From “The Turn of the Screw” by Henry James to “The Room” by Jonas Karlsson.
This is a monthly link-up hosted by Kate at Books Are My Favourite and Best. Each month a book is chosen as a starting point and linked to six other books to form a chain. A book doesn’t need to be connected to all the other books on the list, only to the one next to it in the chain. The rules are:
- Link the books together in any way you like.
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- Paste the link to your post in the comments on Kate’s post and/or the Linky Tool on that post.
- Invite your blog readers to join in and paste their links in the comments and/or the Linky Tool.
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THANKS FOR PLAYING!
This month we start with “The Turn of the Screw” by Henry James!
This month (October 3, 2020), the chain begins with the haunting novella “The Turn of the Screw” by Henry James. Now, I haven’t actually read this in print, but… I sort of did, in a way. See, many years ago, the actress Claire Blume came to Jerusalem and she did a reading of this story which we went to see. So, in a way, I actually “read” a live audio version of this story, long before there ever were any audiobooks! And I remember it so vividly, the nice innocent way the story starts out, and how it gets darker and darker as those two children get more and more spooky. It brings chills up my spine just thinking about it. By the way, (and apropos of nothing) this story was made into an opera by the composer Benjamin Britain, which I haven’t seen, and I’m not going to use that fact for any link, since I believe I’ve exhausted all of my books with opera connections (which are far fewer than they probably should be, all things considered).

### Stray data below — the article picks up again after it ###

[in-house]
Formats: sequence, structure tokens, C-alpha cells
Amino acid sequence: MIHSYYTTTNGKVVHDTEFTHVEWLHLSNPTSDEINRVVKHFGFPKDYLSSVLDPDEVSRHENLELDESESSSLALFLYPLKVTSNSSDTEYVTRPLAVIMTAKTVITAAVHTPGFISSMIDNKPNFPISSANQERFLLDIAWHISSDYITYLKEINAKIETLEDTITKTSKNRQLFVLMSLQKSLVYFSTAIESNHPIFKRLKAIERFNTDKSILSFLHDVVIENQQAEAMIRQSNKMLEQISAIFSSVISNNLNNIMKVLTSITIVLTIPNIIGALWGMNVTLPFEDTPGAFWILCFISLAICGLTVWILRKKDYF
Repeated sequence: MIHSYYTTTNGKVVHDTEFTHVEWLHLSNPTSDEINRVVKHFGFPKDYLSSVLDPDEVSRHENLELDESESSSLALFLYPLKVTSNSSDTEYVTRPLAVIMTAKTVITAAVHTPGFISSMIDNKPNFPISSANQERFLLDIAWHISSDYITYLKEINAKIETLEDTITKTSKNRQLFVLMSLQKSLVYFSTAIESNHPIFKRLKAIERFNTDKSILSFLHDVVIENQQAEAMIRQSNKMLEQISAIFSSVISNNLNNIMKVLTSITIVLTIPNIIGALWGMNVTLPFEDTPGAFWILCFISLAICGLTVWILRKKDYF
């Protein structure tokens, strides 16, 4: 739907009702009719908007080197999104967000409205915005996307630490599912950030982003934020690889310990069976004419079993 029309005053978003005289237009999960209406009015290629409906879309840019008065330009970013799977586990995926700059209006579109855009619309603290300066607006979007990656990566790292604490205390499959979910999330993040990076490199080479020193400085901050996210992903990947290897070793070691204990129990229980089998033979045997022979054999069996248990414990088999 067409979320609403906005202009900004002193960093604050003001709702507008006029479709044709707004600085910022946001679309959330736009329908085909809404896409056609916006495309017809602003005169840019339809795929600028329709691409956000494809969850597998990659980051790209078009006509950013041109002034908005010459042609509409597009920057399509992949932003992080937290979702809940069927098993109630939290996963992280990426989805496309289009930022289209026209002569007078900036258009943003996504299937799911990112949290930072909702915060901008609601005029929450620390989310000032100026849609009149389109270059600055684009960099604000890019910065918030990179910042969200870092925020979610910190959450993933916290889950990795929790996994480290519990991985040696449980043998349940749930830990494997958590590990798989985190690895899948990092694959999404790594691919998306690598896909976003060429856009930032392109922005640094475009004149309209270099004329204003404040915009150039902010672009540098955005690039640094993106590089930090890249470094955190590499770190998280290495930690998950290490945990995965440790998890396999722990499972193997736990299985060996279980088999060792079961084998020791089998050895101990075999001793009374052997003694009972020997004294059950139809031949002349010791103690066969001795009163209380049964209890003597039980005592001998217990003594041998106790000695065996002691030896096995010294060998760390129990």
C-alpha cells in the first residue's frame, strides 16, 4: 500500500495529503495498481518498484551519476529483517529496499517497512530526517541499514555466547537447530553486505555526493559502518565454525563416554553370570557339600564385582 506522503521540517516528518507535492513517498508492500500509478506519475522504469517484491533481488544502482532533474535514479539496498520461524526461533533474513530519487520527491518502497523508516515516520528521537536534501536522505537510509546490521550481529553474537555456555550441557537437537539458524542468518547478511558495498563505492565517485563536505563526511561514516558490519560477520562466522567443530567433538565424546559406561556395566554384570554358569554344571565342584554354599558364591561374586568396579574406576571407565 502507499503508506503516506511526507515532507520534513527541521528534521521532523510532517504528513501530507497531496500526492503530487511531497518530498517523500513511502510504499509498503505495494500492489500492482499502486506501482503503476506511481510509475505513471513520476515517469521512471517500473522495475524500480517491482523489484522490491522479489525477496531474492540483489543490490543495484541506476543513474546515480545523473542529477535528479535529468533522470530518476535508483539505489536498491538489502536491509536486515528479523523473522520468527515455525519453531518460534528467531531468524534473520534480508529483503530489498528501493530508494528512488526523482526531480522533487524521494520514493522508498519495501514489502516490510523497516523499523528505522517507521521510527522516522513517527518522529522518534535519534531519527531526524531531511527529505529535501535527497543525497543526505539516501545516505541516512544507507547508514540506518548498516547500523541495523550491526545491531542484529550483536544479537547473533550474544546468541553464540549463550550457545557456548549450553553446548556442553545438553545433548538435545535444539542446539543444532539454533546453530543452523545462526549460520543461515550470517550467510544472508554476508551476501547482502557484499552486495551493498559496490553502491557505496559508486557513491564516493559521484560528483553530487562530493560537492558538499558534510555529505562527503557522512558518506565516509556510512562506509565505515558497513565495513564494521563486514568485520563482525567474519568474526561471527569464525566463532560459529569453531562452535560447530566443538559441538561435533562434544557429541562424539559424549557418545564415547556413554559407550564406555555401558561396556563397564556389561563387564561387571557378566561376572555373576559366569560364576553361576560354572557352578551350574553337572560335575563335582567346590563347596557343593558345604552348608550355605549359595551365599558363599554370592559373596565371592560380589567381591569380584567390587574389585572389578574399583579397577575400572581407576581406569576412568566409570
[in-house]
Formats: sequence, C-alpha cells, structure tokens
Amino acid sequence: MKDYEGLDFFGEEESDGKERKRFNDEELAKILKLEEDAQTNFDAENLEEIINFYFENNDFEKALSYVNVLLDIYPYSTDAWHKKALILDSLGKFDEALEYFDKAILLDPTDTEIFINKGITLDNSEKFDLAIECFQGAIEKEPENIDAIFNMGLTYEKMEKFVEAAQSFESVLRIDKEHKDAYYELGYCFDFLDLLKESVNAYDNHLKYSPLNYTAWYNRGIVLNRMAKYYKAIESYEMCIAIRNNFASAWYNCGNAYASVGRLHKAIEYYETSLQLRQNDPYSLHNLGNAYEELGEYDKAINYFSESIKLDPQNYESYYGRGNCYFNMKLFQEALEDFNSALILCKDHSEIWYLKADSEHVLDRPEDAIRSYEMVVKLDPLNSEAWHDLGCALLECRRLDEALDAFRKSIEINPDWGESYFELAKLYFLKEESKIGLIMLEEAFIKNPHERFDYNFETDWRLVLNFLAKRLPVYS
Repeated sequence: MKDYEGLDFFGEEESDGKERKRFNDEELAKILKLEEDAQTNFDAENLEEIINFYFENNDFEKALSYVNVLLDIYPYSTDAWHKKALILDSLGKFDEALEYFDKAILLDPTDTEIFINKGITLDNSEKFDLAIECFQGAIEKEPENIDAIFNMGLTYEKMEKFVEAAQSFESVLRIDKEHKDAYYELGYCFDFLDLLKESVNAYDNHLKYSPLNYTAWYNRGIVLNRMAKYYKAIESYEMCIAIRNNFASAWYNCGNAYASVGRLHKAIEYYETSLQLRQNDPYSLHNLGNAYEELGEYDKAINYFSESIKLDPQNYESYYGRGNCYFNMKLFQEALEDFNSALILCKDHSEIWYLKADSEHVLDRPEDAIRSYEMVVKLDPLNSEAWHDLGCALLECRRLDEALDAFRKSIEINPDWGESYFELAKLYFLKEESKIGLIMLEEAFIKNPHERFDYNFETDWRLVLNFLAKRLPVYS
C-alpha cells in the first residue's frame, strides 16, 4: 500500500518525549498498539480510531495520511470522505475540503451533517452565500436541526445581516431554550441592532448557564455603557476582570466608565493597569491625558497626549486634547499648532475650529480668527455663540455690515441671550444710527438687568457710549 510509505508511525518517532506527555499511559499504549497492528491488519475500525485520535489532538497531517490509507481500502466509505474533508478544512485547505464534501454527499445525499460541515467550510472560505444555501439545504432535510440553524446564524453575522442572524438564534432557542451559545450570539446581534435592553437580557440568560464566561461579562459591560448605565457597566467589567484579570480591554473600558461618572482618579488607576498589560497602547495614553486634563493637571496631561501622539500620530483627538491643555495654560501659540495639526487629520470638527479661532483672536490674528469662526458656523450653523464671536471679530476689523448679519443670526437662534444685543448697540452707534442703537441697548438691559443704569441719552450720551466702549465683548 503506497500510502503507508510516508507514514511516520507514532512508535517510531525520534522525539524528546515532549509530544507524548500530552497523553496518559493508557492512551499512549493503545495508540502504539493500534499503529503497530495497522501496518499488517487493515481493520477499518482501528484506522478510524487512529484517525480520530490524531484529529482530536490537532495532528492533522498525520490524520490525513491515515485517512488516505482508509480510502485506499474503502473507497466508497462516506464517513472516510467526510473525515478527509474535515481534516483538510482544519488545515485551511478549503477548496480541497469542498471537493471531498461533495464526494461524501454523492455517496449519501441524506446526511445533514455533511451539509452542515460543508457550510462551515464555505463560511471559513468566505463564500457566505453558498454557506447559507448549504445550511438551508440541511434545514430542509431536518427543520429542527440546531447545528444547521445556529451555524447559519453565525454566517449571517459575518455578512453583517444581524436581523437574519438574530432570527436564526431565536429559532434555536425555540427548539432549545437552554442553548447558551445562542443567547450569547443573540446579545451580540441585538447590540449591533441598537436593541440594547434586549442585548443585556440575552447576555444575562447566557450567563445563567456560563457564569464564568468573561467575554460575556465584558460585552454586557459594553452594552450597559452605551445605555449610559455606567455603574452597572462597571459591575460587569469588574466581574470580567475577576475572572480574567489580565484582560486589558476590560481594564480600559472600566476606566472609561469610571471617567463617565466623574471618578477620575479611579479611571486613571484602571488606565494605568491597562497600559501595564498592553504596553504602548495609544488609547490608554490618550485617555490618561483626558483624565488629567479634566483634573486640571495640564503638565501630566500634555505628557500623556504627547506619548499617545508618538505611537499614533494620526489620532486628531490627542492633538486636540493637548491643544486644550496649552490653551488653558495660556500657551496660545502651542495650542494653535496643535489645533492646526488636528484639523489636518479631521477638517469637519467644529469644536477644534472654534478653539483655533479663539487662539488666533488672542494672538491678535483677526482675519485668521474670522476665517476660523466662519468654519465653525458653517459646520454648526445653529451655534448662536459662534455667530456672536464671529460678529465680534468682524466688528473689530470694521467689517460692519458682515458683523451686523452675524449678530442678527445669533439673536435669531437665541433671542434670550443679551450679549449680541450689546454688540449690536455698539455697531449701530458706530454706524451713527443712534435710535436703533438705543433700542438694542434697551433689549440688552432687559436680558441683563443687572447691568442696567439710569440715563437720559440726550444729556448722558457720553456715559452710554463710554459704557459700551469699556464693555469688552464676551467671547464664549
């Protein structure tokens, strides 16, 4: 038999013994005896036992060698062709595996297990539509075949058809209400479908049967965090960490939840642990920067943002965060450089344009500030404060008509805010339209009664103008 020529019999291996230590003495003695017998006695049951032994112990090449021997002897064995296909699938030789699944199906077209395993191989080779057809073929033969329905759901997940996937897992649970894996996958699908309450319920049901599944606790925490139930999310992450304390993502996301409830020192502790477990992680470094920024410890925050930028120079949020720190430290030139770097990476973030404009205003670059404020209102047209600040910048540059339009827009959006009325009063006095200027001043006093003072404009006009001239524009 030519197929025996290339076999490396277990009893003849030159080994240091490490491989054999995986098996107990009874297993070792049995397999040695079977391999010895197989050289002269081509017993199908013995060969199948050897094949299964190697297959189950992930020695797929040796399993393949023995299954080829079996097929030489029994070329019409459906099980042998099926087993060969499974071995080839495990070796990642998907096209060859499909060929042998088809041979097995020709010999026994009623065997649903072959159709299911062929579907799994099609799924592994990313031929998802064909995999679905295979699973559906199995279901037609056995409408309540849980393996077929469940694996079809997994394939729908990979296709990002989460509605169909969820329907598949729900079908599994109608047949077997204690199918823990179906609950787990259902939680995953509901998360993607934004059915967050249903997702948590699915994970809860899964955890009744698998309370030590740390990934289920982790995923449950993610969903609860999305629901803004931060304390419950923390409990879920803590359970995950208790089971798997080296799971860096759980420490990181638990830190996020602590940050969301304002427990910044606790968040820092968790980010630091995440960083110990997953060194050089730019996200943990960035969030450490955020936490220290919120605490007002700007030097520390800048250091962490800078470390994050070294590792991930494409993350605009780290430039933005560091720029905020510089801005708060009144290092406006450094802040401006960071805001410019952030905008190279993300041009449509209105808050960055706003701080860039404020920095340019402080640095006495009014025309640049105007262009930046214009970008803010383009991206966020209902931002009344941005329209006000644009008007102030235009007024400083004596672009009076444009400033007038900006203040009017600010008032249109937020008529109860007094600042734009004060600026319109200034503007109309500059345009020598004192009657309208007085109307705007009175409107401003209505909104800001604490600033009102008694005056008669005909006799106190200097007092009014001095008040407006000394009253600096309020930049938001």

I really wish I had reviewed “Flowers in the Attic” because that book came to mind as a great first link to this chain (but I’m sure someone will come up with it). However, with that not possible, I then thought about children and creepy things and I remembered the novel “A Reunion of Ghosts” by Judith Claire Mitchell, which despite the title, isn’t a paranormal or horror novel at all. It is actually a fictional story about the descendants of the man who developed a Nobel Prize winning fertilizer that became the essential ingredient for the toxic gasses that the Germans used in both world wars – first against the allies in WWI, and then to kill millions of Jews in WWII. It is pretty creepy to have that dark legacy in your family tree, and these three girls decide that they will end their lives rather than let another generation of their family to spring up. As harrowing as this sounds, you’d be surprised at how lightly Mitchell approaches this subject. Okay, a bit tenuous of a link but still… that’s the link, and it is one of those outlier books that people might never have heard about before.
While the three Adler girls in the above novel were innocent offspring carrying the sins of their ancestor, one child who wasn’t so innocent was the infamous Lizzie Borden. Although never convicted of killing her father and step-mother, public opinion found her guilty. Sarah Schmidt delves into the mind of Lizzie in her novel “See What I Have Done,” the title of which comes from the rhyme made up about Lizzie after the murders. Schmidt’s book also brings her partially estranged sister into the story, in order to attempt to counterbalance Lizzie’s inconsistent story, and with the inclusion of some of the detective work on the crime, we can draw our own conclusions regarding both Lizzie’s sanity and her culpability. This is a fascinating novel was long-listed for the Women’s Fiction Prize for 2018, but… no, I’m not going to go that route for the next link in my chain… this time!